This week, we had a brilliant visiting lecture organised by the Surrey Hills Arts to talk about their recent project; Inspiring Views, which includes work from five artists, a poet and a sound artist, responding to five breathtaking viewpoints along the Surrey Hills.

The lecture included talks from Ali Clarke, the programme manager at Surrey Hills Arts and three of the artist’s who were selected to make the sculptural seating.

I was so drawn into this project after having attended the lecture, that I decided to go out and visit each location myself…

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I started off at The Hurtwood, which had three of the benches in it. The first of which was Matthew Burt’s ‘converse’ bench on Holmbury Hill. This was one of the benches which was designed as wheelchair accessible and the spaces between each bench is big enough to fit a wheelchair.

It is a really sociable arrangement and I like how it encourages people to enjoy the views together. Burt has used sweet chestnut to make this bench, which has such a rich colour once varnished and it looks really striking in this space. I also really like that the reason he has chosen to use this wood is because it grows in abundance in the Surrey Hills and he is conscious about sourcing his materials locally in order to maintain a sustainable practice.

From here, I went on to Reynards Hill where Russell Jukubowski’s ‘contour’ bench sits at the top of the pathway that leads from car park 4 of The Hurtwood.

Jukubowski’s bench is the only one which is made from a material other than wood, however it doesn’t feel any less of a part of the space than the other seating. The materials used are all recycled and the bench is constructed from a series of layers that build up to recreate the effect of layers of earth and marine sedimentation.

I really liked how this piece plays with depth perception and how it looks different from different angles. At the time of say I visited, the light also has a beautiful effect on these layers. My only disappointment with this bench, is that it did not make me feel as close to the space around me as some of the other benches did.

The third seating sculpture of my trail was Giles Miller’s ‘perspectives’ piece at Winterfold Hill. Unique from the rest of the works, this seating also had a shelter structure attached to it, which really felt like it transported you to somewhere magical.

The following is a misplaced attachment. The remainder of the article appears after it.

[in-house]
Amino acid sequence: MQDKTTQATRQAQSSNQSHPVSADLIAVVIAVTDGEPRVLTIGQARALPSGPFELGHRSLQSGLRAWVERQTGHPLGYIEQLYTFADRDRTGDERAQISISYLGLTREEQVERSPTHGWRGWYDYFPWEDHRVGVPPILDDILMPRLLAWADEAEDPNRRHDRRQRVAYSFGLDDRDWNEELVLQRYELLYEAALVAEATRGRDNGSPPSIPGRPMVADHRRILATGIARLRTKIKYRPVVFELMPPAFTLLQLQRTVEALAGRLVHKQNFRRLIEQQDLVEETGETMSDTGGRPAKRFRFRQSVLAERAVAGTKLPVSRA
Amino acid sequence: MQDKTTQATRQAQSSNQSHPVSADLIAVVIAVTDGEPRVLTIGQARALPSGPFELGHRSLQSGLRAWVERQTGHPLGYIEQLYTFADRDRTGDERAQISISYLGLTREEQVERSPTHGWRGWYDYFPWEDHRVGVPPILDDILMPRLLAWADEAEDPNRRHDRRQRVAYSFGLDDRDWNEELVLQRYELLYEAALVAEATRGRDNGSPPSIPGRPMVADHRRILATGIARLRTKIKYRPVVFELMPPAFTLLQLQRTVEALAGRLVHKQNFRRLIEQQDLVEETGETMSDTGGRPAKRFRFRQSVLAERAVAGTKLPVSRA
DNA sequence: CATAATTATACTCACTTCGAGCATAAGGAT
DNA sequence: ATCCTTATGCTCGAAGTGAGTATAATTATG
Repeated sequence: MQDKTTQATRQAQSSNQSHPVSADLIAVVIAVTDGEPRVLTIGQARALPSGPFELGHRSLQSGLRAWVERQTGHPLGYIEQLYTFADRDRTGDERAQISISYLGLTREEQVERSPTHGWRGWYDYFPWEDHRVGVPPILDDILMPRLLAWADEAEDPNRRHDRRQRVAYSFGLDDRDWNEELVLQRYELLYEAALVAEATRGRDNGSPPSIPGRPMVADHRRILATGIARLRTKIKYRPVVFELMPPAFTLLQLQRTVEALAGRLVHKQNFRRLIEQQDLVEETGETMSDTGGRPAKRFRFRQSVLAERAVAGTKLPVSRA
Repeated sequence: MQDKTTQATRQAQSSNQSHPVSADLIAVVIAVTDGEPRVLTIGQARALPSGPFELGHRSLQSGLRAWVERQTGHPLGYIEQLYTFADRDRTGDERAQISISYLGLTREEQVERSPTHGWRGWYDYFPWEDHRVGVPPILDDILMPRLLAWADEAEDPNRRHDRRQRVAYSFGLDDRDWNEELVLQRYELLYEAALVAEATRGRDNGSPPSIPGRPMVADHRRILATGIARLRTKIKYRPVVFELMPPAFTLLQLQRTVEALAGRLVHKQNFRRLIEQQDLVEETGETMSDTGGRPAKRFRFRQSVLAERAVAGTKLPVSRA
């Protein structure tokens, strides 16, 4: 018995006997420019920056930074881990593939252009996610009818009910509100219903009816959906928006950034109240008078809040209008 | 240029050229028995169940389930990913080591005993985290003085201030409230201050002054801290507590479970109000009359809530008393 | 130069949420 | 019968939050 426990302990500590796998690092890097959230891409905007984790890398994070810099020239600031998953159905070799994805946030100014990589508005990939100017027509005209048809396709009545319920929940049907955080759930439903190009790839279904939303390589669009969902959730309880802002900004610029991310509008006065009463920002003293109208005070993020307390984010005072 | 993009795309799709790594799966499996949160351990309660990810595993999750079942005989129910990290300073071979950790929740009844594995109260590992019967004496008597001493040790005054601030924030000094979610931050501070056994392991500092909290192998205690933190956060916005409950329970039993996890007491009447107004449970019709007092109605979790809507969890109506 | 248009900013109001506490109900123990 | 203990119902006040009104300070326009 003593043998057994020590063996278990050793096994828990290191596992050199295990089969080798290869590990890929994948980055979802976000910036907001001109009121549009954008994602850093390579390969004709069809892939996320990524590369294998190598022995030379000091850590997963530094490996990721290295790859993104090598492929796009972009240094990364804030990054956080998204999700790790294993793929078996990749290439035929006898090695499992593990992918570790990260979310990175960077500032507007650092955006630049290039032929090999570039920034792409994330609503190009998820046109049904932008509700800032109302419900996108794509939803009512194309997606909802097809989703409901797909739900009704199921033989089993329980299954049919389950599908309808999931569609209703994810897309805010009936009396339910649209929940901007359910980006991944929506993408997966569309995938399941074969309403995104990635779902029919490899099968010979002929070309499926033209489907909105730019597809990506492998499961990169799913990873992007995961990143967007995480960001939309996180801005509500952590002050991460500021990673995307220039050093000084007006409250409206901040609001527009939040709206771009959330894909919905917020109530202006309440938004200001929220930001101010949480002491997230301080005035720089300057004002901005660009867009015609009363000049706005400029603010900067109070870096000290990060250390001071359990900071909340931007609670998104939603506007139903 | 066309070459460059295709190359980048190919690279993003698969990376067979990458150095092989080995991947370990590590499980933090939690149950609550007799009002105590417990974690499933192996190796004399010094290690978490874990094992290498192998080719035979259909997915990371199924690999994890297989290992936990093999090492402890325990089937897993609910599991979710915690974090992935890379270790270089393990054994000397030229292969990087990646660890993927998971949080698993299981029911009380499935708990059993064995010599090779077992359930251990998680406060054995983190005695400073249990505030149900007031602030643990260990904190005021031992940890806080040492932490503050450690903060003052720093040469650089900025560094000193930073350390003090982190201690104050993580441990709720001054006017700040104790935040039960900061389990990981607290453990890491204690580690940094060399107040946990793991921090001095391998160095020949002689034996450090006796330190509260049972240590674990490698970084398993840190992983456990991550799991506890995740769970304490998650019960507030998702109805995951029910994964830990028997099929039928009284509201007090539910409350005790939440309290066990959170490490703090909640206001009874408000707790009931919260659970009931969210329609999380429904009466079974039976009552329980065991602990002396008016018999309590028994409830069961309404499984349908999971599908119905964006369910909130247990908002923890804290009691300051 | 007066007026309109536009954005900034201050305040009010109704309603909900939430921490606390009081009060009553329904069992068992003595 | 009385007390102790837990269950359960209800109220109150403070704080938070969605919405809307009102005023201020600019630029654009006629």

Miller was inspired by commemorative messages that are often left in areas of natural beauty by people or their loved ones. He really highlights this with the way he incorporates new words and messages from local visitors in the work, which encapsulate their feelings and thoughts about the area.

I felt that these small editions of poetry, personal messages and contemplative thoughts engraved onto the individual ‘leaves’ of this sculpture were a lovely contribution to the space, and created a very personal atmosphere. You can tell that Miller holds his own personal connections to this place within the Surrey Hills.

The next bench I visited is situated on the most private piece of land of all the sites; on Hascombe Hill, up a small lane (Nore Lane) beside the White Horse pub. Located here, is Tom Nicholson Smith’s ‘Grains’ bench.

Comprised of individually carved wooden forms, Smith’s bench is a representation of giant grains of sand, which are piled up in a very informal manner. I felt that this bench was encouraging to be interacted with and I can imagine it would be very popular with passing children and dogs.

As it is so tucked away, this space felt like a really special, secret place, far away from any evidence of human dwellings. I couldn’t help but feel like this was somewhere very exclusive, and a place that I felt privileged to be experiencing.

The final bench is located a little further out; at Hindhead’s Gibbet Hill. This one is Walter Bailey’s ‘xylem’ and it sits among the ferns just to the right of Gibbet Hill’s main viewpoint.

Bailey has already created numerous works in collaboration with Surrey Hills Arts and his work sits beautifully in these kind of locations. This particular piece is inspired by the material charcoal and it’s historical relevance to the Greensand Way. The design was developed from photomicrographs of charcoal and the bench was charred onsite, once it had been installed.

Although it is not far from the path, and is in fact one of the wheelchair accessible sites, this bench too feels quite tucked away and it really blends in with the shrubbery. It also felt so refreshing to look out towards a different view than the standard viewpoint at Gibbet Hill, that I had visited so many times before.

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Overall, these benches really succeed in making you appreciate the space you are in more. Perhaps because you are witnessing the materials that surround you in a new form, or perhaps simply because someone else has spent the time to create something and give back to the environment. It is a very respectful project and I thoroughly enjoyed investigating each one!